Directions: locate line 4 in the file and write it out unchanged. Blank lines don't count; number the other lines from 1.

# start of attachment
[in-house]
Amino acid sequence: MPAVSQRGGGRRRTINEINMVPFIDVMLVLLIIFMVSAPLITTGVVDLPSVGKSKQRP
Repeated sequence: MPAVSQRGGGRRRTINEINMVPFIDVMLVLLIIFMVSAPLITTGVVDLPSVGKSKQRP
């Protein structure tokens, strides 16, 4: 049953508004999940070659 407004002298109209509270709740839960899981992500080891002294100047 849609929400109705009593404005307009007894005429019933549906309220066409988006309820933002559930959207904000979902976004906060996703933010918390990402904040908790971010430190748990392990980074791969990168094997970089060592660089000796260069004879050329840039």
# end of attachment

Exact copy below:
């Protein structure tokens, strides 16, 4: 049953508004999940070659 407004002298109209509270709740839960899981992500080891002294100047 849609929400109705009593404005307009007894005429019933549906309220066409988006309820933002559930959207904000979902976004906060996703933010918390990402904040908790971010430190748990392990980074791969990168094997970089060592660089000796260069004879050329840039």